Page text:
As it is, Cyprus’s strategy didn’t play out quite as imagined. An estimated €15 billion are needed in order to restructure its ailing banking sector. Of these $15 billion, roughly €5 billion will come from Cyprus and €10 billion from the EU and the IMF. Making bondholders and large depositors share in on the loss, it seems, provoqued quite some critique, however. ECB board member Nowotny was quick to reject statements made by Eurogroup head Jeroen Dijsselbloem who suggested that Cyprus’s bailout (the funding by loss sharing, that is) could serve as a model for future bailouts. Another ECB Executive Board member, Benoit Coeure, as well rejected the modalities of the Cyprus bailout, stating that Cyprus was a unique case. These are odd words for central bankers to say. As the British philospher Herbert Spencer already noted in 1858:
The ultimate result of shielding men from the effects of folly, is to fill the world with fools.
Herbert Spencer, 1820-1903
What Cyprus agreed upon is in fact what would also have happened in other countries if our system was still shaped by the most basic principles of capitalist systems. When a bank fails, given deposit insurance, bank creditors (depositors whose deposits exceed deposit insurance limit as well as bondholders) will take a hit as soon as equity capital is wiped out. Bondholders and large depositors are being compensated for the higher risk by higher interest rates. Logically, if someone receives a compensation for bearing risk, they must be subjected to the dangers that come along with the risk, namely failure. That’s the whole thing behind risk premia.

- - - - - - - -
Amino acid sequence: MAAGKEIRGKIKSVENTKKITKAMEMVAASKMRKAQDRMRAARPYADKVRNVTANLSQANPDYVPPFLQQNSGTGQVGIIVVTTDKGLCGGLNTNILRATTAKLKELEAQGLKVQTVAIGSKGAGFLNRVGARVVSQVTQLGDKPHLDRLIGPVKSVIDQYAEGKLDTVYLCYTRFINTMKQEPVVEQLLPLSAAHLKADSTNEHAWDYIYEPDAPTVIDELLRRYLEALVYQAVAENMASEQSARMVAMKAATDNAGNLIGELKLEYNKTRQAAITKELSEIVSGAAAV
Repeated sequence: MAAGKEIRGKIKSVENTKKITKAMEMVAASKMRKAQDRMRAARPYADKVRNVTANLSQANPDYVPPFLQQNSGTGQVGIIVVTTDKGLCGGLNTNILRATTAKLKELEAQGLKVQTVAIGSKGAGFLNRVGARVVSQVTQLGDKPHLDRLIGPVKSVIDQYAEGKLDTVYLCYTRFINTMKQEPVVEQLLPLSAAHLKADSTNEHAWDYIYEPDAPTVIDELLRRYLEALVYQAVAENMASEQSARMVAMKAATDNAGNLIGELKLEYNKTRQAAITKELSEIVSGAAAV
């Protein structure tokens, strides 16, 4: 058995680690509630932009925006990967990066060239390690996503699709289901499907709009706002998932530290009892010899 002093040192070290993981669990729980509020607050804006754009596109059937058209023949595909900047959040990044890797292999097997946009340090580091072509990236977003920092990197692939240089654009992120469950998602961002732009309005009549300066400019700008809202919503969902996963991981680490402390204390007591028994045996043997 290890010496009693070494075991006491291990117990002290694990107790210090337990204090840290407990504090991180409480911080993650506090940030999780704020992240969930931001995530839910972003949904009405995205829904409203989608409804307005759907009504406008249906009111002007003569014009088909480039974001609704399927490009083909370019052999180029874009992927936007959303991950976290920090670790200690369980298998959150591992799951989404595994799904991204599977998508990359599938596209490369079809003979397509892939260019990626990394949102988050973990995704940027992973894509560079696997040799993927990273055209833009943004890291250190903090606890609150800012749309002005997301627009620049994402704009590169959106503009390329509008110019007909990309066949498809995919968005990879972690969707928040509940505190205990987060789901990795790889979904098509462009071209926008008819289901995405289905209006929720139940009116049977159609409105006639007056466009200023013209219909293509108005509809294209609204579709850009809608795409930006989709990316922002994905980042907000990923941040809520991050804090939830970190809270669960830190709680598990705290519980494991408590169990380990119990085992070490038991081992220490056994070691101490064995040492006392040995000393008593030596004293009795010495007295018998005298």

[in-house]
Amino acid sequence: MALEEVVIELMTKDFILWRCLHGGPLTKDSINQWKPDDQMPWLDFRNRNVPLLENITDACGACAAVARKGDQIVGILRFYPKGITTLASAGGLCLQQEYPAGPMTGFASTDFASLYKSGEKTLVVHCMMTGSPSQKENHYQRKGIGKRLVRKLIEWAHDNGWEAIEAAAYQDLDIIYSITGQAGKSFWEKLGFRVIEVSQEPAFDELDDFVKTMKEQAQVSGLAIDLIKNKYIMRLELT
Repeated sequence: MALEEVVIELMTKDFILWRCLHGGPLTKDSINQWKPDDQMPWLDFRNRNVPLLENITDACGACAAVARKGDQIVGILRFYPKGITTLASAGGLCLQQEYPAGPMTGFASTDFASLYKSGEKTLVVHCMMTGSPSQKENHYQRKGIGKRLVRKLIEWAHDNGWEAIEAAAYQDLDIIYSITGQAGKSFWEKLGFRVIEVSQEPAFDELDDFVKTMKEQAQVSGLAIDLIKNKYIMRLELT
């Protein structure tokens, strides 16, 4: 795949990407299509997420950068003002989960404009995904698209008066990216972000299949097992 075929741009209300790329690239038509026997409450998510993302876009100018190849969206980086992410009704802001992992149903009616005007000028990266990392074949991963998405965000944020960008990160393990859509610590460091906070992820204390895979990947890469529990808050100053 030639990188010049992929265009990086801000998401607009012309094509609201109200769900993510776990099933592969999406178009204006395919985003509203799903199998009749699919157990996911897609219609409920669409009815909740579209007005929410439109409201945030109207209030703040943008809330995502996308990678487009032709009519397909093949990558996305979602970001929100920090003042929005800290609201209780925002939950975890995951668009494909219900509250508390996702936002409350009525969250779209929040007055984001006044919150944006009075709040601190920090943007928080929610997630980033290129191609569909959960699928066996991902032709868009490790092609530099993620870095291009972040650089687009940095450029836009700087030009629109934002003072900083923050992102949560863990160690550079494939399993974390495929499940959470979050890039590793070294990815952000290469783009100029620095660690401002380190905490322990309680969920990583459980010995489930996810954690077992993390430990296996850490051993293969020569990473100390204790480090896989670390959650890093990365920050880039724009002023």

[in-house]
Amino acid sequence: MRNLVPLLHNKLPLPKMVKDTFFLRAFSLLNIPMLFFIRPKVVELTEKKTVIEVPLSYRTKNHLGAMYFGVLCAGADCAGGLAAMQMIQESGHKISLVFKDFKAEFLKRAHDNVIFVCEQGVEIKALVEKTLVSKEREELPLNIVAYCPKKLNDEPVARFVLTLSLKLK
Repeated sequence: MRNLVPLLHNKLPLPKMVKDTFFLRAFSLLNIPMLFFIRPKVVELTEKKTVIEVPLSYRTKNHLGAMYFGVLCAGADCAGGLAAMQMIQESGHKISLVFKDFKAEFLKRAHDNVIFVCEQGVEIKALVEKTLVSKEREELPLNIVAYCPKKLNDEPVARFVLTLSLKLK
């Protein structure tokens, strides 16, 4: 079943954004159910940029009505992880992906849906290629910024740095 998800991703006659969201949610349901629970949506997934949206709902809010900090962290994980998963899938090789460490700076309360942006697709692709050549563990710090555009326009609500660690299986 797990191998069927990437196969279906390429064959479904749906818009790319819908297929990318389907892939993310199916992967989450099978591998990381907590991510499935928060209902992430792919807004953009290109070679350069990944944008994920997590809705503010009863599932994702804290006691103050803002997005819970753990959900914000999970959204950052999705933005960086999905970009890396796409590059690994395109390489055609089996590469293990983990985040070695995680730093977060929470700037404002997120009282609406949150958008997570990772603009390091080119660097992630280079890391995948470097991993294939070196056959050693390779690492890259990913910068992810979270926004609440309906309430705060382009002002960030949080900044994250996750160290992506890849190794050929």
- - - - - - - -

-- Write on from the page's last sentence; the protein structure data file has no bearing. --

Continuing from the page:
Without deposit insurance, however, things would be different. All creditors, including all depositors, would take their pro rata share of the loss of any given failure. But that doesn’t justify levying a one-time tax as was being discussed in Cyprus a few days before. Since deposit insurance is in place in much of the world, it must be honoured. Without deposit insurance, depositors (those whose funds exceed the limit and those whose doesn’t) might have chosen a different investment that would have better suited their risk attitude.
Furthermore, not honouring deposit insurance in times of crisis would mean picking the worst of two worlds: increasing risk-taking by banks through the provision of underpriced deposit insurance and risking bank runs which are becoming more likely due this risk subsidy.
What we have seen since the Financial Crisis is that bondholders and other creditors of financial institutions collect risk premia but are shielded from the effects that justify the very same. Without the risk of failure, however, risk premia are just a rent that people can collect that successfully lobby governments and regulators into serving their very own special interests.
Cyprus, under pressure from the troika (EU, ECB, IMF) agreed on a plan that is more than compatible with a capitalist system, in fact, it’s the only way that at least emulates capitalism. Apart from the fact that Cyprus has allowed two of its banks to become too big to fail and still depends on a sizable bailout from the EU and the IMF, Cyprus way is the way to go: subject creditors of failing firms (financial and non-financial) to losses. However, doing so shouldn’t be something controversial, it should not even be worth mentioning – and it definitely shouldn’t be called a unique case by central bankers.